We predict things all the time, we can't help ourselves. And in the small world that constitutes our immediate bubble of experience, those predictions may have some validity. But in the big world that we inhabit, they often don't. Which of those worlds do you think more accurately represents stock market investment?
It's difficult for us to accept that our small world experience doesn't scale up to the big world, but it's often true. To all intents and purposes, we're infants teetering on the edge of the volcano: to all intents and purposes, we know absolutely nothing worth knowing.
Forecasting is a tricky business. So tricky, in fact, that I long ago decided that I haven't got a clue what's going to happen next, so I try not to worry about it.
But if you took away the ability to prognosticate about the future from most financial experts, they'd actually have to go and get a proper job. There's nothing they like better than pontificating about the future, which makes it odd that mostly they can't even explain the past. You might almost think that they haven't got a clue either...
It's almost cruel to point out the failures of past forecasters, but we'll do it anyway. Economists are quite good at this - Paul Samuelson back in 1961 stated that the success of the Soviet economy showed:
"A socialist command economy can function and even thrive".
For a while anyway. Another economist, Joan Robinson, was so impressed by North Korea in 1964 that she predicted that:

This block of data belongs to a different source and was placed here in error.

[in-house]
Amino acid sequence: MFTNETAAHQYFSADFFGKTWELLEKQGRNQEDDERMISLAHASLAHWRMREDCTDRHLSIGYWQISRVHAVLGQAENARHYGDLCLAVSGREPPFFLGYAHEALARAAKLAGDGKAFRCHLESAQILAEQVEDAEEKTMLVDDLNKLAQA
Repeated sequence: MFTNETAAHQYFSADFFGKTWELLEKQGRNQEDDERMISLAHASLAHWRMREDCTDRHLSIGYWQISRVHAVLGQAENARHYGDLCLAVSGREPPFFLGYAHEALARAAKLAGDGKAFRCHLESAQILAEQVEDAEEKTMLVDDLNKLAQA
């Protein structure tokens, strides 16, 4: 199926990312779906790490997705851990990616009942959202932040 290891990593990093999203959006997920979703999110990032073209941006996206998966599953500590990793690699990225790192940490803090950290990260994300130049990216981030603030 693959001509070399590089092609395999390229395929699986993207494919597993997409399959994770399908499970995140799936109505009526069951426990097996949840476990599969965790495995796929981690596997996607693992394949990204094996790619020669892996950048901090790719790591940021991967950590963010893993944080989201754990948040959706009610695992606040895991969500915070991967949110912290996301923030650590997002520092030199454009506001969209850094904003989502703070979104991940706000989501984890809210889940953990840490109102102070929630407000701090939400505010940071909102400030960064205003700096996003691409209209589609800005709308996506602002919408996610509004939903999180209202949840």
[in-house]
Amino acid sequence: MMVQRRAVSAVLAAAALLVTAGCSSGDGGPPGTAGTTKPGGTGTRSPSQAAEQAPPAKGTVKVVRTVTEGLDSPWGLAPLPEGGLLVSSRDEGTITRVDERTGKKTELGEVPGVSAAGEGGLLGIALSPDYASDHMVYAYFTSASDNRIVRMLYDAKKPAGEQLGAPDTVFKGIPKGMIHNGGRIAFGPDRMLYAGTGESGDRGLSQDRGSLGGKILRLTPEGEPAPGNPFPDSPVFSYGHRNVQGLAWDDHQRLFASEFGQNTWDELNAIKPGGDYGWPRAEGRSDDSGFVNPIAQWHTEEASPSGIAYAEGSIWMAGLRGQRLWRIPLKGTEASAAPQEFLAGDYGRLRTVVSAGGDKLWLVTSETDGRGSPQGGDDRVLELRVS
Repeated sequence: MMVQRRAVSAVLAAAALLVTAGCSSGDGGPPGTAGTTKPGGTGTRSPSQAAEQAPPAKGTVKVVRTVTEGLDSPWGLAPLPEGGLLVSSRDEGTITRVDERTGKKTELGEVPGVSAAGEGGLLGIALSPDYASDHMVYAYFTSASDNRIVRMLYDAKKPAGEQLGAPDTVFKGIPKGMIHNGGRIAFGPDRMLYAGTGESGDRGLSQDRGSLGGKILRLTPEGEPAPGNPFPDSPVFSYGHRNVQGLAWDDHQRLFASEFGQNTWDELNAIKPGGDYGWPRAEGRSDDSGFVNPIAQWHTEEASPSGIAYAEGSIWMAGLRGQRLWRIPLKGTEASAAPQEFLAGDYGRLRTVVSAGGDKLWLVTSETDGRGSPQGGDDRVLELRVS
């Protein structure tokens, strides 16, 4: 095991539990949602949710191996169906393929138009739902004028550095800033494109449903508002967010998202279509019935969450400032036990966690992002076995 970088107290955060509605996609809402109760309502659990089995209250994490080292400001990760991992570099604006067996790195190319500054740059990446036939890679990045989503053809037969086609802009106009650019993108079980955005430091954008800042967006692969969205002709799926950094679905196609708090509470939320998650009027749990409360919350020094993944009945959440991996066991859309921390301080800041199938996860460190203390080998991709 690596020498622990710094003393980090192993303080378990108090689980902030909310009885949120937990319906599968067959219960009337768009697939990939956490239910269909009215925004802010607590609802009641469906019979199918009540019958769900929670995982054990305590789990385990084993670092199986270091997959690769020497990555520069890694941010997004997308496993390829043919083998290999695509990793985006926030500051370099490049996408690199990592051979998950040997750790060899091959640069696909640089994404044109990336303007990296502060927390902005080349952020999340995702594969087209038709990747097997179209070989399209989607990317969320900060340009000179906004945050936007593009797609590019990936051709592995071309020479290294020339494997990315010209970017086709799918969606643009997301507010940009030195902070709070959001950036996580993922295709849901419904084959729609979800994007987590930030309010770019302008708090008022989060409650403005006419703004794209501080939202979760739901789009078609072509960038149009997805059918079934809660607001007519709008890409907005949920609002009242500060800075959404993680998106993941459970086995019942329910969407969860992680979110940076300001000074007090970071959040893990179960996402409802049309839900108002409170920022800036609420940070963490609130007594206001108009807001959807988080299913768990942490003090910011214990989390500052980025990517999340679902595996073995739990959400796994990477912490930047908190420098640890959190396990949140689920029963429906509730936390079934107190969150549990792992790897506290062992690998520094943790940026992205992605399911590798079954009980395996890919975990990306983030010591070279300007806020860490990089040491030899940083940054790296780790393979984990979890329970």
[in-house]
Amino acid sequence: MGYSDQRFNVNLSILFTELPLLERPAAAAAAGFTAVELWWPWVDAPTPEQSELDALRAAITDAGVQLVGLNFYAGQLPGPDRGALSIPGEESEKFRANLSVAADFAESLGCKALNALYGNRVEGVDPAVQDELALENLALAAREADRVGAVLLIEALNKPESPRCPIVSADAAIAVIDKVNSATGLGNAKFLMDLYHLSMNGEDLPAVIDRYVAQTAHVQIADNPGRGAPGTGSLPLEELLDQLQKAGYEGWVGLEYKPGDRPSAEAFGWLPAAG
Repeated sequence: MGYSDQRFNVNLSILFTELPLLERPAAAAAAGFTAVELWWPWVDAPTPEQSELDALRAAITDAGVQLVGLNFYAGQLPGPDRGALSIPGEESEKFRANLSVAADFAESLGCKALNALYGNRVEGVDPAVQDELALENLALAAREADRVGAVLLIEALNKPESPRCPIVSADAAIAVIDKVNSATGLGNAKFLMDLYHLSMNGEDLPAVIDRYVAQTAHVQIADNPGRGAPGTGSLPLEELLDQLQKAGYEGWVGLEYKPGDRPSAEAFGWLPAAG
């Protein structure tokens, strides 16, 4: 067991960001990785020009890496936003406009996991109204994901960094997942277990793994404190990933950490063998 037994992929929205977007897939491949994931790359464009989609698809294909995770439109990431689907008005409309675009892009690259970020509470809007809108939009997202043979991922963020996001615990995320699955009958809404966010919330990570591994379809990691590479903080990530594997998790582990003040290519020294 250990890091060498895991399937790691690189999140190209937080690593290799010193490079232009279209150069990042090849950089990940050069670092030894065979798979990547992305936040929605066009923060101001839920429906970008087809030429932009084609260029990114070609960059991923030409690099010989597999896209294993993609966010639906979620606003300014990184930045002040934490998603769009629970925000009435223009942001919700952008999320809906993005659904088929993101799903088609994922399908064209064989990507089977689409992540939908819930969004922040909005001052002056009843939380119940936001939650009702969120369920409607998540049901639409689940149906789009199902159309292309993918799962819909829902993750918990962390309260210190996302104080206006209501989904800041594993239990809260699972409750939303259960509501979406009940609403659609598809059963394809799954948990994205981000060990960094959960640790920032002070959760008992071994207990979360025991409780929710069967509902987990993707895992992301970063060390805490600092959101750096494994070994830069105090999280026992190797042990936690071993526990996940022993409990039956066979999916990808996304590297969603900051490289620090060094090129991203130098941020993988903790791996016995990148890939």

"As the North continues to develop and the South to degenerate, sooner or later the curtain of lies must surely begin to tear".
Or what about Joseph Cassano, who ran the giant insurer's AIG's financial products division. In 2007, he promised that AIG wouldn't be:
"Losing one dollar in any of those (CDO) transactions".
AIG went bust the following year and had to be bailed out.
The idea that our personal experiences simply don't translate into executable knowledge in the wider world is hard for most people to accept. To a point that's understandable because people are very similar wherever you are, their behaviors don't change that much; in any local environment, we'll usually find some level of connection with other humans, whether they're Inuits in Greenland, radical Republicans in Arkansas, or bushmen from the Kalahari. At the very least, we all eat, sleep, fornicate, and excrete.
Despite this connectivity at a local level, it still remains the case that when we scale up small worlds to big ones, our experience counts for nothing because the behavior that emerges from our connected actions isn't simply a result of adding up lots of small world behavior. It's like the way consciousness emerges from a bunch of neurons and dendrites: look as hard as you want at any given brain cell, you won't find a miniature version of human intelligence, the sum of the parts is magnificently greater than the whole.
What applies to you and me also applies to everyone else involved in markets. Take Chief Financial Officers, for instance. Not only are they responsible for managing budgets but their forecasts are used to guide analyst expectations and determine future investment plans. So you'd hope they're a bit more rational than the average Joe in the street when it comes to not extrapolating small data sets into the future. Well, guess what: